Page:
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| 23 April, 2018

Glut of lists fighting it out in Beirut II

A whopping nine lists are competing in this year’s race for Beirut II’s 11 parliamentary seats.

Lebanese members of parliament attend a session in Beirut.

Lebanese members of parliament attend a session in Beirut.

REUTERS/Mohamed Azakir

BEIRUT - A whopping nine lists are competing in this year’s race for Beirut II’s 11 parliamentary seats. It could be a sign that candidates in the western part of the capital are trying to capitalize on any dissatisfaction in its current representation.

However, the numbers indicate that only four lists stand a real chance of winning seats.

Previously sweeping the whole district, the Future Movement continues to remain the favorite, with Prime Minister Saad Hariri heading the list in Beirut II. But as many as five seats could be stripped from Hariri’s party by a Hezbollah-backed list and two separate lists headed by prominent Sunni candidates.

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The district has six Sunni seats, two Shiite seats, one Druze, one Orthodox and one Protestant seat up for grabs.

CEO at Statistics Lebanon Rabih Haber said an anticipated 140,000 to 150,000 voters will cast a ballot out of the approximately 340,000 registered voters – an approximately 40 percent turnout. This will mean a threshold of nearly 13,800 votes – the minimum number of votes needed for a list to qualify to win seats.

Around 40,000 of the 71,000 registered Shiite voters are expected to turn out, and it’s likely that at least 35,000 of these will back the Hezbollah and the Amal Movement list – essentially corresponding to enough votes for the two Shiite candidates.

But the list will be looking for one more seat, which is set to go to former MP Adnan Traboulsi, who will undoubtedly attract the votes of the Association of Islamic Charitable Projects, also know as Al-Ahbash, a small but effective Islamist group. Another of the group’s Sunni candidates, well-known businessman Omar Ghandour, and candidates from opposing lists say they believe at least 7,000 Al-Ahbash votes will go to Traboulsi.

Dubbed “Beirut’s Unity,” the Hezbollah and Amal-backed list is confident that it will get four MPs, Ghandour said. “But I don’t care if I personally win – the main thing is to get as many people that believe in this point of view [of the resistance] into Parliament,” he told The Daily Star.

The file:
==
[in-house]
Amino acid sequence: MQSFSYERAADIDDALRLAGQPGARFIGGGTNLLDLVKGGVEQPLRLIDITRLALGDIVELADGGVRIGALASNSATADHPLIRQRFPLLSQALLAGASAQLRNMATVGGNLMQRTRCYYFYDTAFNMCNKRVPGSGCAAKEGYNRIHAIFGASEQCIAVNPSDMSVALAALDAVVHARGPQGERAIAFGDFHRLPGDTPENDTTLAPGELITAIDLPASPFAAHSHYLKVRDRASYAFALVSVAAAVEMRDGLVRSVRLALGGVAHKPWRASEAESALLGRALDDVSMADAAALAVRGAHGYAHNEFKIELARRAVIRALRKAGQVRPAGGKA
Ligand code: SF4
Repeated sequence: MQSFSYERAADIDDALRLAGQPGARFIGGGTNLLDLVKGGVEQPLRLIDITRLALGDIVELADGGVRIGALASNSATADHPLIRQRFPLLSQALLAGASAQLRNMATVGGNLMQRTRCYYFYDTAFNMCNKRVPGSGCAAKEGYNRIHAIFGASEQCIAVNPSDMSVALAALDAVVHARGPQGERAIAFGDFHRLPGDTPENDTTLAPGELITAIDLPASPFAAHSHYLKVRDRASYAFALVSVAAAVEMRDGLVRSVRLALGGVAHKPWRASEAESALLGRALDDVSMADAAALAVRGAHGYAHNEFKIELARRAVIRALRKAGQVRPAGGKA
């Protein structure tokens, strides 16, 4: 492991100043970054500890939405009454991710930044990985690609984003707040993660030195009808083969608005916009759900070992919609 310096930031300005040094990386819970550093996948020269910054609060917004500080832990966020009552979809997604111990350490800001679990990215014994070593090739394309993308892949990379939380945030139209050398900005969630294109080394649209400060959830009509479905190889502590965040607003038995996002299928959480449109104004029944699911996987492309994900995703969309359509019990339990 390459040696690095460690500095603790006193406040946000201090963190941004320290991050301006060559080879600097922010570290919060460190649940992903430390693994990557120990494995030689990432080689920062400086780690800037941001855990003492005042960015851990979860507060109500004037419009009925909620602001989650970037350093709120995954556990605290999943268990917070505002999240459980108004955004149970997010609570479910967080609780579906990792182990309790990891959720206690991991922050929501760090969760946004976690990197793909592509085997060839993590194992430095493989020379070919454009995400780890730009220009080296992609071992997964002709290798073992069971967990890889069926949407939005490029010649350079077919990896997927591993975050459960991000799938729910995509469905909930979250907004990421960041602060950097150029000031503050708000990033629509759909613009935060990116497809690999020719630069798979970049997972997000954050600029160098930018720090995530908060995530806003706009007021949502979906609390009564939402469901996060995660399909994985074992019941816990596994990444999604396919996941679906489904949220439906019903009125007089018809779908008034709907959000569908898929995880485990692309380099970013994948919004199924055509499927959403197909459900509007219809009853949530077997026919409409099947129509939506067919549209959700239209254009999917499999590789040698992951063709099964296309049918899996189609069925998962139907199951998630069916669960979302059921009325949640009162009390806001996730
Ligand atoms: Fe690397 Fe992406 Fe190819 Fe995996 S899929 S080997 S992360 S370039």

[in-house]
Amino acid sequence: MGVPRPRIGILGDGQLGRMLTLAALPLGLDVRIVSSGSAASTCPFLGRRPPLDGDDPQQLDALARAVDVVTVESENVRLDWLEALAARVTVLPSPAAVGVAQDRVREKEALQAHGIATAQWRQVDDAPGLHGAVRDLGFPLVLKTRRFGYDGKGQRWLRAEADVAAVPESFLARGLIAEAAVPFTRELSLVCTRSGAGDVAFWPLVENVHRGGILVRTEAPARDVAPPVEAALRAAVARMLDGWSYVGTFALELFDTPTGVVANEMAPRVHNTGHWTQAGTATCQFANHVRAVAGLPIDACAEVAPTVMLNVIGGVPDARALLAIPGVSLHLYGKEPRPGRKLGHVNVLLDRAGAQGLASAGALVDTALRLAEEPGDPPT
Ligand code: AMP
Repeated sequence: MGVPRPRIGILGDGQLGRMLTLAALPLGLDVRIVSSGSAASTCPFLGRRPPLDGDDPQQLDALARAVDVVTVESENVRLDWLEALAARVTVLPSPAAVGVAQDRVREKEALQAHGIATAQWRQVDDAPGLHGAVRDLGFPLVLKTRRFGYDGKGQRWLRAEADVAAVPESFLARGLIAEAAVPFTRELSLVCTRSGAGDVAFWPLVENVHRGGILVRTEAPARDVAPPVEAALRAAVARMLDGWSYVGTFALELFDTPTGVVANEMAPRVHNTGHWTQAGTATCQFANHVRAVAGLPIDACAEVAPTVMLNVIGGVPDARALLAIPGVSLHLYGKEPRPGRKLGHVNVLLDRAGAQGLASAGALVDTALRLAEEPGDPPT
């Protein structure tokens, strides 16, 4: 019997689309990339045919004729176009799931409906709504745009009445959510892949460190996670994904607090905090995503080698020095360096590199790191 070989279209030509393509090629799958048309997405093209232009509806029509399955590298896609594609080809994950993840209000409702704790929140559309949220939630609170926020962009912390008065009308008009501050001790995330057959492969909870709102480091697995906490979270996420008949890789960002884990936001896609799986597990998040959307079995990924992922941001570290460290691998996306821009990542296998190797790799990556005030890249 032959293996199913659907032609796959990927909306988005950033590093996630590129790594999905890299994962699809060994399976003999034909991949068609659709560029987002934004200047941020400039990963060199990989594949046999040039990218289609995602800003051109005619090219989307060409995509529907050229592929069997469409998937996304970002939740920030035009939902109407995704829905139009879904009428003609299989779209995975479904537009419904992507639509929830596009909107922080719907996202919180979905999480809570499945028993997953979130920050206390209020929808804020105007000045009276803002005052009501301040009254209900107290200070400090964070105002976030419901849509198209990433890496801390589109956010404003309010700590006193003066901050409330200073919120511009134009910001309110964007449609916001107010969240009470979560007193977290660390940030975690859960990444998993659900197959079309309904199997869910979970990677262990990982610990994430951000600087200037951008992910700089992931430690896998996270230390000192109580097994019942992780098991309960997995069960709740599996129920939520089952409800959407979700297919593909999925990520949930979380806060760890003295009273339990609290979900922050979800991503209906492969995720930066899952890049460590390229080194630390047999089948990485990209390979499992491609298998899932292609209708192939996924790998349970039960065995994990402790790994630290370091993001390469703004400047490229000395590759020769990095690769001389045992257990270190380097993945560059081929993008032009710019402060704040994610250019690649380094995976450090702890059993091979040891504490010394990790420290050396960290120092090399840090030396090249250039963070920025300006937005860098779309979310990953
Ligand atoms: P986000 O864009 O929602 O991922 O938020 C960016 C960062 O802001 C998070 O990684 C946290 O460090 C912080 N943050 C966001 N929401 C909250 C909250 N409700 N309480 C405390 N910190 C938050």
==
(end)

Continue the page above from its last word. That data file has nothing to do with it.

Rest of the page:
With three seats looking locked-in, the Future Movement will be looking, at best, to take the remaining eight. Hariri’s seat, the Druze and two Christian seats appear to be a set for this list. But all eyes will be on how many of the remaining five Sunni seats Hariri can win, with former Prime Minister Tammam Salam and current Interior Minister Nouhad Machnouk favorites.

As for new faces, Hariri has endorsed one female candidate for the district – Rola Tabsh Jaroudi.

“If they [voters] really want youth in Parliament, this is their chance,” Tabsh Jaroudi told The Daily Star from her Downtown Beirut law office. Asked how she would be different from her predecessors if elected to Parliament, Tabsh Jaroudi said, “I am not from a political family and I am just one of the ordinary people.”

She has already started working on helping the younger generation build startups. “Around 95 percent of the Lebanese economy is made up of small and medium enterprises but there are laws missing to facilitate the process of developing them, and we will be working to make legislation to make it easier and cheaper,” she said.

The only female candidate on the list would not speculate on the chances she or her list will win.

“That isn’t our job and we’ll leave that to Leyla Abdel-Latif,” Tabsh Jaroudi said with a laugh, referring to a popular clairvoyant.

Another Sunni seat would be up for grabs if the five previously mentioned candidates gain enough votes.

Salah Salam, editor-in-chief of local daily Al-Liwaa, said he believes his Beirut al-Watan (Beirut the Nation) list will obtain enough votes for one or two seats. “The fact that there are nine lists competing in Beirut II proves that Beirut residents are frustrated,” Salam told The Daily Star. Many of the candidates on the list, including Salam himself, are known to be traditionally close to the Hariri family with regard to their political viewpoints. But he said Beirut residents are angry at the perception that Sunnis are being sidelined from job opportunities and representation in the area. “The feeling Sunnis are experiencing today is the same as what the Christians were feeling in the 1990s,” Salam said. He said a rule in the Beirut municipality stipulating that 60 percent of the employees be from the city itself was not currently being enforced.

Yet Salam reiterated his support for Hariri to retain the premiership, saying the prime minister “is the Sunni zaim [leader].” The driving force behind Salam forming a list is to “unify the political direction again,” after Hariri’s surprise endorsement of President Michel Aoun: “He [Hariri], until this day, never explained or convinced his crowd of this decision.” If Salam doesn’t secure a Sunni seat, the list’s other candidate, Al-Jamaa al-Islamiya MP Imad Hout, could.

Another list that could potentially win a seat is led by prominent businessman Fouad Makhzoumi.

He was unable to be reached for comment despite multiple attempts.

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